Not only did I manage to silence my system, I also managed to get rid of all of the annoyance generally associated with being in front of it. My whole quality of living has changed because of one thing.

    I turned it off.

    "Everything you know is wrong. (And stupid.)"
  • by MobyDisk ( 75490 ) on Sunday July 01, 2001 @03:35PM (#115410) Homepage
    I modified one of my PCs so that all the fans run 100% silent by setting them to 5V instead of 12V. On fans that plug into the 4-prong power connectors, swap the red and yellow wires. Red=+5V, Yellow=+12V. This makes them run slower and push less air, but they are totall silent. If more cooling is needed, add an additional case fan or slot fan (be sure to set it to 5V too)

  • I remember quite a few years ago, slashdot having this almost exact same discussion of ways of making your PC quieter.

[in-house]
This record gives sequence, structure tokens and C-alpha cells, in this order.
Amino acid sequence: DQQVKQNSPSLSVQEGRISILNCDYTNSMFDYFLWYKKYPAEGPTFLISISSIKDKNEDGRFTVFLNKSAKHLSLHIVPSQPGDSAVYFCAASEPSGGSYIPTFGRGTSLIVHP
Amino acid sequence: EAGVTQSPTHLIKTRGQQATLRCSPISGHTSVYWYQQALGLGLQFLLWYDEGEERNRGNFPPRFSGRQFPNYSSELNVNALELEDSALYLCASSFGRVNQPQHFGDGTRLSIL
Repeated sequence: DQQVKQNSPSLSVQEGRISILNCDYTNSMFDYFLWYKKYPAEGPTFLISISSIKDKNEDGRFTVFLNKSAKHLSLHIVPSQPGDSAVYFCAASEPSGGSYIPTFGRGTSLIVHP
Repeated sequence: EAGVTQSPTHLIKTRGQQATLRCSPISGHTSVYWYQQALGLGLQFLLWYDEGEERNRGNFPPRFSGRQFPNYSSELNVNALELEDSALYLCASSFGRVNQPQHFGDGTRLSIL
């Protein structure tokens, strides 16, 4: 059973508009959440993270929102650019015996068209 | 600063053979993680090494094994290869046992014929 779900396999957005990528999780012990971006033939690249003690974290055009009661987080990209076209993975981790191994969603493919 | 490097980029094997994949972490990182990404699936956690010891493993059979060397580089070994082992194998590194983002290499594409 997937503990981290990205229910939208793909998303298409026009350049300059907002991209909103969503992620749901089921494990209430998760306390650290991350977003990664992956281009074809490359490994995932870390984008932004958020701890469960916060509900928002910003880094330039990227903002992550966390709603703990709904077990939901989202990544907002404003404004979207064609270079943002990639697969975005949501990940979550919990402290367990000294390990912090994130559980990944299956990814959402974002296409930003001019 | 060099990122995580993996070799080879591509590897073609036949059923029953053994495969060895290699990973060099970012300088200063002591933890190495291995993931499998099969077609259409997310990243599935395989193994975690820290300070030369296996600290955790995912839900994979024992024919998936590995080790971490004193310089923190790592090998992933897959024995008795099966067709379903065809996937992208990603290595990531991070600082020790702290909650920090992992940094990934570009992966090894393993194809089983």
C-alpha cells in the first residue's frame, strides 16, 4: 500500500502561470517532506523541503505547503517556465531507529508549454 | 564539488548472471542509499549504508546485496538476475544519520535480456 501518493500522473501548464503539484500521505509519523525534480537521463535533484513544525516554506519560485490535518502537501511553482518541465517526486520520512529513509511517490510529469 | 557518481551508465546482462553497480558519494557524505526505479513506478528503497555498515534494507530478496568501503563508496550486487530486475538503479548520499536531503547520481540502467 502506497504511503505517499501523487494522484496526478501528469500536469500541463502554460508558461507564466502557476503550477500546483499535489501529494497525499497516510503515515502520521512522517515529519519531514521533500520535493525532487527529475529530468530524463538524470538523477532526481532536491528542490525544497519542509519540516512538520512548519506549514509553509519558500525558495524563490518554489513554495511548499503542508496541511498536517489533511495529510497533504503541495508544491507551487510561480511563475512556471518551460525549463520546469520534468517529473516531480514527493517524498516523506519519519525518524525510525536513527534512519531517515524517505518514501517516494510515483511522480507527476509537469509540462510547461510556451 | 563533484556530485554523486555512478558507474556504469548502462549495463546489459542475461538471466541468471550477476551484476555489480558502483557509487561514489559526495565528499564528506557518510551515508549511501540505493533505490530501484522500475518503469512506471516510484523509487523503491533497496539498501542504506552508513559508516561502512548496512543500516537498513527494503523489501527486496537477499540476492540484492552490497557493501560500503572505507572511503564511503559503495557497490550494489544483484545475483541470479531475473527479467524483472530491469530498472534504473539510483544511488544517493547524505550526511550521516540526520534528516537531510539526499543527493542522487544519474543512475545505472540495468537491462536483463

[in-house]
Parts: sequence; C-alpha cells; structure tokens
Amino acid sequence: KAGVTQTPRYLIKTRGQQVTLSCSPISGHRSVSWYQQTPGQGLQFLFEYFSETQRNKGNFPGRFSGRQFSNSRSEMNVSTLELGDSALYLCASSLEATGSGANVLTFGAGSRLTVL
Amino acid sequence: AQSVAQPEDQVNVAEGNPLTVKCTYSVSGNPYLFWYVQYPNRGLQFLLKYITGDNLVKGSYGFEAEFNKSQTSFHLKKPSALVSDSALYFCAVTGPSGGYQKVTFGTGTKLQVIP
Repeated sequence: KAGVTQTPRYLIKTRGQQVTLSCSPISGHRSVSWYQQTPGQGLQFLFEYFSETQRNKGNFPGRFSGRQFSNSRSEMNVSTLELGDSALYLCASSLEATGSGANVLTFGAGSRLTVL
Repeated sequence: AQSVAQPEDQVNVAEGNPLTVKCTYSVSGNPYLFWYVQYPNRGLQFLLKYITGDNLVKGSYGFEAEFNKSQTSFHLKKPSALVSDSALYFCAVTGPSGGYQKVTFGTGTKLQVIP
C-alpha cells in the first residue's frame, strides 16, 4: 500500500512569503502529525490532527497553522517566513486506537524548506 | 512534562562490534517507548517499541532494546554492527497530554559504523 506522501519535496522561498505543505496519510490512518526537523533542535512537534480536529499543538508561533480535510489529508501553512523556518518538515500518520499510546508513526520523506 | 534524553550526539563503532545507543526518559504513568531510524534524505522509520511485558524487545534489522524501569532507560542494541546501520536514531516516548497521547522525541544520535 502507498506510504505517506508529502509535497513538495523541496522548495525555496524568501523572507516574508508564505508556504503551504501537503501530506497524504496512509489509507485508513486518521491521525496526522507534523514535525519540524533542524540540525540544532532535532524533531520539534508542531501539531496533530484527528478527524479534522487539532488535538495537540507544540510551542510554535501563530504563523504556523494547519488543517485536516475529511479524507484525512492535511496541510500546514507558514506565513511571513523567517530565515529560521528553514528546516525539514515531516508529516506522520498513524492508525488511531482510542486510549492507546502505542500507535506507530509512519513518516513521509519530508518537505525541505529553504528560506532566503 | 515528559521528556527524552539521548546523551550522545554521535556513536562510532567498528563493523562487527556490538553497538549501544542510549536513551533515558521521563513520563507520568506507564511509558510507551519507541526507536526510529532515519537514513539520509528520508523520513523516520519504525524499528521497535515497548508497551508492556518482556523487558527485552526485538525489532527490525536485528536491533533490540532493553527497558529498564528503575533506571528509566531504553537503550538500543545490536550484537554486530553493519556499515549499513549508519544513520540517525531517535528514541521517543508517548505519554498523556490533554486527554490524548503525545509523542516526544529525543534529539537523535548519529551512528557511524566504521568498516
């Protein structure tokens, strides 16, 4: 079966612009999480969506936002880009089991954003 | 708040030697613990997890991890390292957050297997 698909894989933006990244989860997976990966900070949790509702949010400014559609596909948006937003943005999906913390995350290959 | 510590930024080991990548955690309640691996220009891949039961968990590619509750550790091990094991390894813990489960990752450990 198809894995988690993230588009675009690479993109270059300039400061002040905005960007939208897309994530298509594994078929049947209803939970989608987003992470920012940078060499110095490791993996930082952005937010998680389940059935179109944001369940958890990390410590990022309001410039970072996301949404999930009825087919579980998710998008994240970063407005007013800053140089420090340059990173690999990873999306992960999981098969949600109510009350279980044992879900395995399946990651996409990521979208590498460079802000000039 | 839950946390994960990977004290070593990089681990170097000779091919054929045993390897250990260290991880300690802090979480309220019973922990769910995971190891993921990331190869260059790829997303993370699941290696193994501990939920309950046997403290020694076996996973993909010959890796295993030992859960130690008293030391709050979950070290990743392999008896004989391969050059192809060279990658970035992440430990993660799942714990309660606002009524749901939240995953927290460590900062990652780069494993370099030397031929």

One lad suggested running some kind of hose (think of the hose on household canister vacuums) from the power supply fan to somewhere else like under the bed or into a closet. I can't remember if anyone said whether it works or would work or not, but it seemed like a cool "thinking outside of the box" type of solution.

    Alternatively, you could drop the temperature of the ambient intake air so that less would be needed to cool the CPU and drives.

    I do this, though mainly just for keeping my CPU cooler. My room is a constant 70 degrees fahrenheit. With 9 fans total, my box is loud and I like it that way.

    Perhaps a chilled-water heat exchanger construction would suit.

    I would almost bet that something like this would actually be louder, since you have to have a pump motor of some sort. Also a fan on the "radiator" if you ever want full advantage of a water cooled system.